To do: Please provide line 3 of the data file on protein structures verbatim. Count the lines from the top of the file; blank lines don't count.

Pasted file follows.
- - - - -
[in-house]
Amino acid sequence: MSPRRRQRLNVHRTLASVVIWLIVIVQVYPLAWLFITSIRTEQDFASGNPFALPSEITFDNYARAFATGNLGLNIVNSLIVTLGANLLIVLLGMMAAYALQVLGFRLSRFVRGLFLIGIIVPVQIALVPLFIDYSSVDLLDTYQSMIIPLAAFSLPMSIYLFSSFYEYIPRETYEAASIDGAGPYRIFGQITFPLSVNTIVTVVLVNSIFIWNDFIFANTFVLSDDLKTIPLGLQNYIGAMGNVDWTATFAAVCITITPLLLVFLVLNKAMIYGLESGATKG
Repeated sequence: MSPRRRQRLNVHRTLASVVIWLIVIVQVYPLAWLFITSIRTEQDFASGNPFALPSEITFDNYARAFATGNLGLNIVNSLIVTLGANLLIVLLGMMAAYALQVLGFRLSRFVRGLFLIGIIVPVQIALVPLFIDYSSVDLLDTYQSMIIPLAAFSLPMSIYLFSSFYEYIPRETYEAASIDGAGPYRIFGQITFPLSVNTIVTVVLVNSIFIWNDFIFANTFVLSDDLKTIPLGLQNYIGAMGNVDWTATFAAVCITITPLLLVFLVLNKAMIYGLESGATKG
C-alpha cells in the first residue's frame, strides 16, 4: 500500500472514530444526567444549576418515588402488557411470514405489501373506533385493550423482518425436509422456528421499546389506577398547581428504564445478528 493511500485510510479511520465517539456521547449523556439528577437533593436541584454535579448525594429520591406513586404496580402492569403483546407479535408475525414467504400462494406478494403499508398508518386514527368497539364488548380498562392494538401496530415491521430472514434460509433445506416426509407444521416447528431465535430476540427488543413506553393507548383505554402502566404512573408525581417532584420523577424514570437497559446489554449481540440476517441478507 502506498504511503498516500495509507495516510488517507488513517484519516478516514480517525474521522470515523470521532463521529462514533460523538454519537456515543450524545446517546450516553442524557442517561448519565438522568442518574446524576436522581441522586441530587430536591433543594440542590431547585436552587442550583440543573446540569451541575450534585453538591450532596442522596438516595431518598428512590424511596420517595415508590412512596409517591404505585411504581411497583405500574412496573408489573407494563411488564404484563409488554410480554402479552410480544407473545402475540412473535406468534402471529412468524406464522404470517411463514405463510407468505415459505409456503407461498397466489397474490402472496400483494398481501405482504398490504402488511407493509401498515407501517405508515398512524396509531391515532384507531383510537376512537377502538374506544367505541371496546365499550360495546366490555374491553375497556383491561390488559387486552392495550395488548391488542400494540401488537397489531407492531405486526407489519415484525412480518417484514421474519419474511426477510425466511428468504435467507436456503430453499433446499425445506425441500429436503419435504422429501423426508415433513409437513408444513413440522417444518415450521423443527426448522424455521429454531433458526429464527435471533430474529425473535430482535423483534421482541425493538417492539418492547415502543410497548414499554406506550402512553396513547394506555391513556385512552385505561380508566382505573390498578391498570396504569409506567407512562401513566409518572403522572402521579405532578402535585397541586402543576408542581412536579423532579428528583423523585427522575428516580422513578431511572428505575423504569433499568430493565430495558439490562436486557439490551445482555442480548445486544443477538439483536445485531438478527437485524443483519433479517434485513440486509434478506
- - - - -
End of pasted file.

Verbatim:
Repeated sequence: MSPRRRQRLNVHRTLASVVIWLIVIVQVYPLAWLFITSIRTEQDFASGNPFALPSEITFDNYARAFATGNLGLNIVNSLIVTLGANLLIVLLGMMAAYALQVLGFRLSRFVRGLFLIGIIVPVQIALVPLFIDYSSVDLLDTYQSMIIPLAAFSLPMSIYLFSSFYEYIPRETYEAASIDGAGPYRIFGQITFPLSVNTIVTVVLVNSIFIWNDFIFANTFVLSDDLKTIPLGLQNYIGAMGNVDWTATFAAVCITITPLLLVFLVLNKAMIYGLESGATKG